10 years in Canada: more Canadians every day

10 years of our arrival!

Behold, we have reached a milestone in our immigrant career, a decade of new country, a fresh start and readaptation. With 10 years in Canada, we no longer feel "newcomers" obviously we feel safe and adapted. In fact, it's not a decade, it's been a few years since we felt that way.

We get used to the rules, the customs and the way people are around here. Of course, being a country with a large number of immigrants and many things here are different from those we learned in our 25 years in Brazil, learning never ceases entirely. There's always something new to learn, some new culture to get to know a little more, some place we haven't been yet, new friendships and everything.
I'm going to name a few things that I think we've adapted to our way of being and personality in those 10 years around here. People change over the years and certainly the fact that we are here has greatly influenced the people we are today, as citizens, parents and people in general.
On the flight, 10 years ago – towards Canada definitively
First view of the Ottawa region – arriving!
I mean things that go beyond our ability to change. Overall, at home, I'm in need of more patience, I admit.
But I mean things in our day-to-day life include exercising patience and we will combine, in everyone's life, in any corner of the planet. I refer more specifically to the things we learn to get used to here, for example, the health system (which often requires patience yes, because it can take) and traffic (Ottawa or rather in the suburbs of Ottawa traffic is quiet, but always has those people who are driving but shouldn't!) and in general, day-to-day.
Of course, I was much calmer
As we would say here "mind your own business" and refers to that we learn that people are much more introspective and use their time to worry about their life, organize their things, use their money for whatever you want and make choices that make sense for your vid a.
Of course, there are people who snoop and who take a lot of time worrying about knowing about other people's lives, for no apparent reason everywhere.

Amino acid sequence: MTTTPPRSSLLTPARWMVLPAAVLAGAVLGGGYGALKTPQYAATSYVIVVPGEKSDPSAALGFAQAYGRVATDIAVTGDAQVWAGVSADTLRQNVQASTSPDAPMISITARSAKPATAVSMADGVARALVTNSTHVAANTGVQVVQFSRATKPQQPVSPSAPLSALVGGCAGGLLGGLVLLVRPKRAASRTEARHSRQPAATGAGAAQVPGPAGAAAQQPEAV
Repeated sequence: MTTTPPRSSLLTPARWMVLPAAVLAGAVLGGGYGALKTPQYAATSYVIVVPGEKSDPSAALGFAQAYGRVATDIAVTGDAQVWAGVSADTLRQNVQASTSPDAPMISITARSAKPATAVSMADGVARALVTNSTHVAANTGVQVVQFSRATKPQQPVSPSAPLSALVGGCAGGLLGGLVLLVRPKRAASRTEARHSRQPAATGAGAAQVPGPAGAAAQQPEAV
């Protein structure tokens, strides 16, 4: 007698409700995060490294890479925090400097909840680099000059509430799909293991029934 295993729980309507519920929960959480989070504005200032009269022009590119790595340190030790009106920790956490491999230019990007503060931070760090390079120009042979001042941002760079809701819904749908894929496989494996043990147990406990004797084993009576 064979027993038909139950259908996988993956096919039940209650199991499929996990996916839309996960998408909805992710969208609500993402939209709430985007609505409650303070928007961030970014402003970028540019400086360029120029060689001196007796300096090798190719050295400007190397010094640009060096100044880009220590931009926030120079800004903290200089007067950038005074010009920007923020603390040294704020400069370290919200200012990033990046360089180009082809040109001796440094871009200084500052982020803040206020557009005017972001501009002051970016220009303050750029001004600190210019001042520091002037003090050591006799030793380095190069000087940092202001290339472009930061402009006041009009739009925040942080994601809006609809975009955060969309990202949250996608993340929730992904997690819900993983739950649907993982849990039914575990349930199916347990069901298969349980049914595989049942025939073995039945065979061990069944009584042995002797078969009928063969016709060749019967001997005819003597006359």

But the fact, don't care too much about what others will think, about things that don't really concern other people or affect anyone but ourselves.
I think one of the things that comes to my mind is the question of comparison with someone else's life. This has it everywhere, literally, but I see that here people care less about it.
3. Consumerism
I try every day to become more minimalist, in practice even, thinking very well before buying something and wondering, do I really need this or is it just an impulse?
In our early years here, I was more moved by shops, brands, outlets and couldn't wait to go shopping. I don't know if this is just a thing of having changed my point of view or it's just the years passing and us becoming more experienced (adults, concerned about the future = spending and more forward, retirement), that today we prefer to collect more experiences than things.
For years, we prefer to plan and make trips, to have a newer car, for example. We prefer to go on a tour to invest in a video game and spend hours indoors. They're totally personal choices, I know.
Some people ask me if Canadians are cold, unfriendly and such and that was yes, another learning we had over the years.
The Canadian way of making friends and relating to people quite differently from the Brazilian way of being. Friendship relationships (at least in our circle of friendships) are generally less intense and happen more slowly. For example, you can work for years with someone and have never been to the person's home or meet their family (and still consider themselves close!). You can say you're going to have a birthday party for some neighbor or co-worker and not invite the person in question, it's normal. Canadians speak opinions more clearly, or I would say, more honestly – like we've heard, both me and Diego, from men and women in our work, that we were looking tired/finished that day – a compliment to the reverse.
People are a little more closed at first, but after they create an affinity, Canadians are great friends yes, just get used to the slightest attachment and, let's say.

Really sorry got into my daily vocabulary and I leave dropping sorry and thank you for all that is side. Keep the door open for people, let someone pass first at an intersection, wait for another pedestrian to cross the street. I think these are things I've gotten a lot more deeply used to since I've been here.

Well, we have more video that we recorded super improvised, access the blog channel on YouTube here to check! I hope you like it!
Oh, and the name of the drawn in the giveaway comes out tomorrow – by Facebook.See the posts of previous years in the menu bar of the blog!

Kisses and even the next!